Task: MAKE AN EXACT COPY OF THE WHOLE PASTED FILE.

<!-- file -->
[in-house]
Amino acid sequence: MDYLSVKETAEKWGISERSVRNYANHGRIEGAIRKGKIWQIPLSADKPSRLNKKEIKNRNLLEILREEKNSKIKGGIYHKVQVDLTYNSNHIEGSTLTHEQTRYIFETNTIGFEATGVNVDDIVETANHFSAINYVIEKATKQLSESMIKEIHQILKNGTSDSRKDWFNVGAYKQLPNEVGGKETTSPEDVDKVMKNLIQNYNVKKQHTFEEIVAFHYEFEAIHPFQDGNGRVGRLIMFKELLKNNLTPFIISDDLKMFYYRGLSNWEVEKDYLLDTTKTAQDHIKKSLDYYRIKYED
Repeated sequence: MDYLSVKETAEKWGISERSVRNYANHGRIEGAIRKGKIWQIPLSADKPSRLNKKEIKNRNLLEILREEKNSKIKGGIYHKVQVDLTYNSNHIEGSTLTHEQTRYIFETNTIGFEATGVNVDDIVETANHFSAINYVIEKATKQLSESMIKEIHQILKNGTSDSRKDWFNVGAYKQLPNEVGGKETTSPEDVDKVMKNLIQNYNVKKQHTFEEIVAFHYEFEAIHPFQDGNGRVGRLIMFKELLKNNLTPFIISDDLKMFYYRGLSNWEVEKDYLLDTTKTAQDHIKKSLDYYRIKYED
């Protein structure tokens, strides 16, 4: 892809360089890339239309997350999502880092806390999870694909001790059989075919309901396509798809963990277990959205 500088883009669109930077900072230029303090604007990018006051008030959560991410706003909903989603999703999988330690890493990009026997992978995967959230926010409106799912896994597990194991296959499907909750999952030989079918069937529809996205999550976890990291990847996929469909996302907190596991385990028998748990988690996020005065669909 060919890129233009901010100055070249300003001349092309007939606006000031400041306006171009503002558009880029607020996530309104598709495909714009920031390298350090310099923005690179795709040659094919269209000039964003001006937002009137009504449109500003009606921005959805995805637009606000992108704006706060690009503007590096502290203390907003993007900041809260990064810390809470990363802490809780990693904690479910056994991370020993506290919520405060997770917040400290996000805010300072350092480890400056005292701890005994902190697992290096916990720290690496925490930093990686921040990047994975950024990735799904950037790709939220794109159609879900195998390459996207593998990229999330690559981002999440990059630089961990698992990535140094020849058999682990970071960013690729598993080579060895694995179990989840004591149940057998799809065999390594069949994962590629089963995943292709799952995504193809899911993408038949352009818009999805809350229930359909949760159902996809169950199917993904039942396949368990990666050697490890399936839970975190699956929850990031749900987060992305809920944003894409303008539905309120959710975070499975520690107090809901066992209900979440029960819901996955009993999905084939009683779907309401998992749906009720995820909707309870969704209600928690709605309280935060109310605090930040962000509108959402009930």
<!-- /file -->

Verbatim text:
[in-house]
Amino acid sequence: MDYLSVKETAEKWGISERSVRNYANHGRIEGAIRKGKIWQIPLSADKPSRLNKKEIKNRNLLEILREEKNSKIKGGIYHKVQVDLTYNSNHIEGSTLTHEQTRYIFETNTIGFEATGVNVDDIVETANHFSAINYVIEKATKQLSESMIKEIHQILKNGTSDSRKDWFNVGAYKQLPNEVGGKETTSPEDVDKVMKNLIQNYNVKKQHTFEEIVAFHYEFEAIHPFQDGNGRVGRLIMFKELLKNNLTPFIISDDLKMFYYRGLSNWEVEKDYLLDTTKTAQDHIKKSLDYYRIKYED
Repeated sequence: MDYLSVKETAEKWGISERSVRNYANHGRIEGAIRKGKIWQIPLSADKPSRLNKKEIKNRNLLEILREEKNSKIKGGIYHKVQVDLTYNSNHIEGSTLTHEQTRYIFETNTIGFEATGVNVDDIVETANHFSAINYVIEKATKQLSESMIKEIHQILKNGTSDSRKDWFNVGAYKQLPNEVGGKETTSPEDVDKVMKNLIQNYNVKKQHTFEEIVAFHYEFEAIHPFQDGNGRVGRLIMFKELLKNNLTPFIISDDLKMFYYRGLSNWEVEKDYLLDTTKTAQDHIKKSLDYYRIKYED
């Protein structure tokens, strides 16, 4: 892809360089890339239309997350999502880092806390999870694909001790059989075919309901396509798809963990277990959205 500088883009669109930077900072230029303090604007990018006051008030959560991410706003909903989603999703999988330690890493990009026997992978995967959230926010409106799912896994597990194991296959499907909750999952030989079918069937529809996205999550976890990291990847996929469909996302907190596991385990028998748990988690996020005065669909 060919890129233009901010100055070249300003001349092309007939606006000031400041306006171009503002558009880029607020996530309104598709495909714009920031390298350090310099923005690179795709040659094919269209000039964003001006937002009137009504449109500003009606921005959805995805637009606000992108704006706060690009503007590096502290203390907003993007900041809260990064810390809470990363802490809780990693904690479910056994991370020993506290919520405060997770917040400290996000805010300072350092480890400056005292701890005994902190697992290096916990720290690496925490930093990686921040990047994975950024990735799904950037790709939220794109159609879900195998390459996207593998990229999330690559981002999440990059630089961990698992990535140094020849058999682990970071960013690729598993080579060895694995179990989840004591149940057998799809065999390594069949994962590629089963995943292709799952995504193809899911993408038949352009818009999805809350229930359909949760159902996809169950199917993904039942396949368990990666050697490890399936839970975190699956929850990031749900987060992305809920944003894409303008539905309120959710975070499975520690107090809901066992209900979440029960819901996955009993999905084939009683779907309401998992749906009720995820909707309870969704209600928690709605309280935060109310605090930040962000509108959402009930």